What if this is true? OMG my heart

Discussion in 'Bizarre and Off-Beat News' started by blueclouds, Jan 5, 2004.

  1. blueclouds

    blueclouds Former member

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  3. Casshew

    Casshew Former Member

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    yikes.. she sounds like a :doh: not a :liar: poor lady :(
     
  4. blueclouds

    blueclouds Former member

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    That's what I was thinking too. She sounds credible, I thought.
     
  5. CARLA

    CARLA MAHALO !! FROM SAN DIEGO ..!!

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    :doh: How would she know that it was her ticket that was the winning one.. :confused:

    You would think someone would have picked the ticket up..!! :p

    SOMETHING ABOUT THIS DOESN'T MAKE SENSE..!! :waitasec:
     
  6. Casshew

    Casshew Former Member

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    CLEVELAND, Ohio (AP) -- Someone turned in a valid ticket for the $162 million Mega Millions multistate lottery jackpot, the Ohio Lottery said Tuesday, a day after a woman claimed she lost the winning ticket outside the convenience store where it was sold.

    Ohio Lottery spokeswoman Mardele Cohen said the winner would be revealed at an 11:30 a.m. EST press conference. Cohen would not comment on whether the winner was Elecia Battle, the woman who filed a police report saying she lost the ticket last week.

    Battle told police she dropped her purse as she left the Quick Shop Food Mart last week after buying the ticket. She said she realized after the drawing last Tuesday that the ticket was missing.


    http://www.cnn.com/2004/US/Midwest/01/06/lottery.ticket.ap/index.html
     
  7. Mare

    Mare New Member

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    Winning ticket turned in for $162M jackpot

    CLEVELAND, Ohio (AP) -- A woman turned in the winning $162 million Mega Millions lottery ticket Tuesday, saying she came forward sooner than planned because she was angered by another woman's claim that she bought the ticket and lost it.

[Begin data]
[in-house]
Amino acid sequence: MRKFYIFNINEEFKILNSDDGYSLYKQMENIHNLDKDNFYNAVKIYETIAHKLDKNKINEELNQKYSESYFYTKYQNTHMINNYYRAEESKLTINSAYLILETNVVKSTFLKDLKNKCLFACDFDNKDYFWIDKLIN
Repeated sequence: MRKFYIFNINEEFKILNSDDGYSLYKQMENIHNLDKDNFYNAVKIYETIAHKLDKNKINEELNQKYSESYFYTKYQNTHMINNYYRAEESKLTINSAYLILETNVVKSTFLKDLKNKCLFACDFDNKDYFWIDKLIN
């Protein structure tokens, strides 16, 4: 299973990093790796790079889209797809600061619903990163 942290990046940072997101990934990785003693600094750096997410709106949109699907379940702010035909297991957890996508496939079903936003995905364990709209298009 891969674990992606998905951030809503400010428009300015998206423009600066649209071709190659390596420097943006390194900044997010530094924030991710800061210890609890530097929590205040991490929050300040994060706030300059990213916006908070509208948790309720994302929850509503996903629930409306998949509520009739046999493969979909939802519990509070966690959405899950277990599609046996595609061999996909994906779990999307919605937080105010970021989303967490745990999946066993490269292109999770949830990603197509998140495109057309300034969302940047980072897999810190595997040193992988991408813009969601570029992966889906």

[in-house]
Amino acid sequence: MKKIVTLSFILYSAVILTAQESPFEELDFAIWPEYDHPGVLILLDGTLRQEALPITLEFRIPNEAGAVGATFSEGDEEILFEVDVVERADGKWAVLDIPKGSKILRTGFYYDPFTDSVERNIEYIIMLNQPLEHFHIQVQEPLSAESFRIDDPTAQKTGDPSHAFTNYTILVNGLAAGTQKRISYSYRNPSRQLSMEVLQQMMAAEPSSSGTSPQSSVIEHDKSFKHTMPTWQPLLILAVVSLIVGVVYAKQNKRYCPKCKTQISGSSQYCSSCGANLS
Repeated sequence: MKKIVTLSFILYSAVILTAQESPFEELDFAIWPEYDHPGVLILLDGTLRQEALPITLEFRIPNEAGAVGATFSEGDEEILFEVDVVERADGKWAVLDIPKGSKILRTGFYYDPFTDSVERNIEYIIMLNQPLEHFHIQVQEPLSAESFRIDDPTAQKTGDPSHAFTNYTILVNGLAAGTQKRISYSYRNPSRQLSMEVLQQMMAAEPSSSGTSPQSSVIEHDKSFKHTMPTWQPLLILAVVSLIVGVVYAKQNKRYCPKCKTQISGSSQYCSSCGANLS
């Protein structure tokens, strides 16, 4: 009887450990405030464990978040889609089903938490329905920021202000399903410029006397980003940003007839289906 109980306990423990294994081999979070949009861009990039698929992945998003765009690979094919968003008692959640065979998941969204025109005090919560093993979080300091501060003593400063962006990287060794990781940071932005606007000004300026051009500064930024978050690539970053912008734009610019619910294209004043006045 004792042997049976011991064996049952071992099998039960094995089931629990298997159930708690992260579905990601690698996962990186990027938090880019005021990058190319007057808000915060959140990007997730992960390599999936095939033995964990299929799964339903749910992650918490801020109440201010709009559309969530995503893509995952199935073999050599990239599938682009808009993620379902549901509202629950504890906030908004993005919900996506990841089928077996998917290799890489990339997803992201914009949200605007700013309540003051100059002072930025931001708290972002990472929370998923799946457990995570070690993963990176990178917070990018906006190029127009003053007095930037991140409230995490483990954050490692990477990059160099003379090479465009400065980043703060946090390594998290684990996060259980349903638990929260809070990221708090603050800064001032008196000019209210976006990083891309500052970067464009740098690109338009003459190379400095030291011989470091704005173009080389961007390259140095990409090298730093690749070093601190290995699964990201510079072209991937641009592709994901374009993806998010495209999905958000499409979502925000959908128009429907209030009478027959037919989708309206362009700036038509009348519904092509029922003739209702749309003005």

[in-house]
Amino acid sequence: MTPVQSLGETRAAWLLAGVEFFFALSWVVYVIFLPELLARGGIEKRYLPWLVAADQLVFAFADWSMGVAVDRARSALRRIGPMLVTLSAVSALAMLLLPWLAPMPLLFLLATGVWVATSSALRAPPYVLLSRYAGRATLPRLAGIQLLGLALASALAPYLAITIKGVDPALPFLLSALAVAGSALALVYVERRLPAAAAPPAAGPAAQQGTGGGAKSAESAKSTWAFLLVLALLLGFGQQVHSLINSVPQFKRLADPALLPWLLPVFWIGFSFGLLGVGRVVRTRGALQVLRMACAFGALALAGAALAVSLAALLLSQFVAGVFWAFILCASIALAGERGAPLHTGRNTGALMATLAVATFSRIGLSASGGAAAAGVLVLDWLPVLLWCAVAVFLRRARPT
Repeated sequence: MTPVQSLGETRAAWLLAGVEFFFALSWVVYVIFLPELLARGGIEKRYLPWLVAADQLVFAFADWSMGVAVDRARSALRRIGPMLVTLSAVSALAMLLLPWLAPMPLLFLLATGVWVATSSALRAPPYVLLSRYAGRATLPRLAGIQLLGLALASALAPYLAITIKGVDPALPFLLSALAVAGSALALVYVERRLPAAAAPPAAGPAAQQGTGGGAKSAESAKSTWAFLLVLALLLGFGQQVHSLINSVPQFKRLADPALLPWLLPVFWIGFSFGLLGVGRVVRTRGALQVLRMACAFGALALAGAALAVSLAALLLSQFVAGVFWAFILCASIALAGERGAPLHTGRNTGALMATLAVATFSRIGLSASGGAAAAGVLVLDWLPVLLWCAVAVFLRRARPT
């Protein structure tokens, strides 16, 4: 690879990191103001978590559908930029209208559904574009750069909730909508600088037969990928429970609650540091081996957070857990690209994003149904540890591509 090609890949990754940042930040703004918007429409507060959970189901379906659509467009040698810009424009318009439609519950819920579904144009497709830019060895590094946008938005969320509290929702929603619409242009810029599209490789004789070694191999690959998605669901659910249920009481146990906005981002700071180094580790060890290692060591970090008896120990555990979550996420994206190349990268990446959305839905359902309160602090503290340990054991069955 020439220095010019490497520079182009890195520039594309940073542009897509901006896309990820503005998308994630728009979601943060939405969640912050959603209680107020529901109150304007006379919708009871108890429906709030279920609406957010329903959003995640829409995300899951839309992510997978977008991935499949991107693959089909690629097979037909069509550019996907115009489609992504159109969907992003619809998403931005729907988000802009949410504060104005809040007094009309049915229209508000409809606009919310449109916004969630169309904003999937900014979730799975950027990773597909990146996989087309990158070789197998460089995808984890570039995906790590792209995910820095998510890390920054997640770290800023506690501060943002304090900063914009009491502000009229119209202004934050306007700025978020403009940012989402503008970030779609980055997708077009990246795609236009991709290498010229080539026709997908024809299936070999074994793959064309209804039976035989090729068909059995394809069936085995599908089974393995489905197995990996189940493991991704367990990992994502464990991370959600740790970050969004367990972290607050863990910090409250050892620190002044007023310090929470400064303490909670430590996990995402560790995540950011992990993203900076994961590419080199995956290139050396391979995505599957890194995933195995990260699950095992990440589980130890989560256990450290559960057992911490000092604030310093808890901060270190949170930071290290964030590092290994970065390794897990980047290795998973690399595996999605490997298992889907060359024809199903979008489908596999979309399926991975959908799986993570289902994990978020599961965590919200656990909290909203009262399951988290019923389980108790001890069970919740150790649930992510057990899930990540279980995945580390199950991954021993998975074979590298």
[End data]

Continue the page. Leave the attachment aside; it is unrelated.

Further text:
Rebecca Jemison, a hospital worker from South Euclid, turned in the ticket for the 11-state jackpot at Ohio Lottery headquarters, officials said. The lottery validated it Tuesday morning as the sole winning ticket for the Dec. 30 drawing.

    "I think I checked it about five or six times to make sure to see was it real," Jemison said at a news conference at lottery headquarters.

    ~~~~~~~~~~~~~~~~~
    You can read more here...Winning ticket
     
  8. Casshew

    Casshew Former Member

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    Well I guess she was a :liar: LOL

    Nice try though!
     
  9. blueclouds

    blueclouds Former member

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    shame shame shame on her
     
  10. miimaa

    miimaa New Member

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    There is something on the Smoking Gun website today about the woman who supposedly lost her ticket. Seems all that lottery authorities would have to do is ask her when and where she bought the ticket. That info should be stored in lottery computers and easily retrieved. But geez, if the ticket was lost that's a real ***** and if this lady gets money by making such a claim it will happen ALL the time. I think this lady is lying as she's involved in other schemes and lawsuits. I feel sorry for the woman who actually did win because of the hassle she now faces.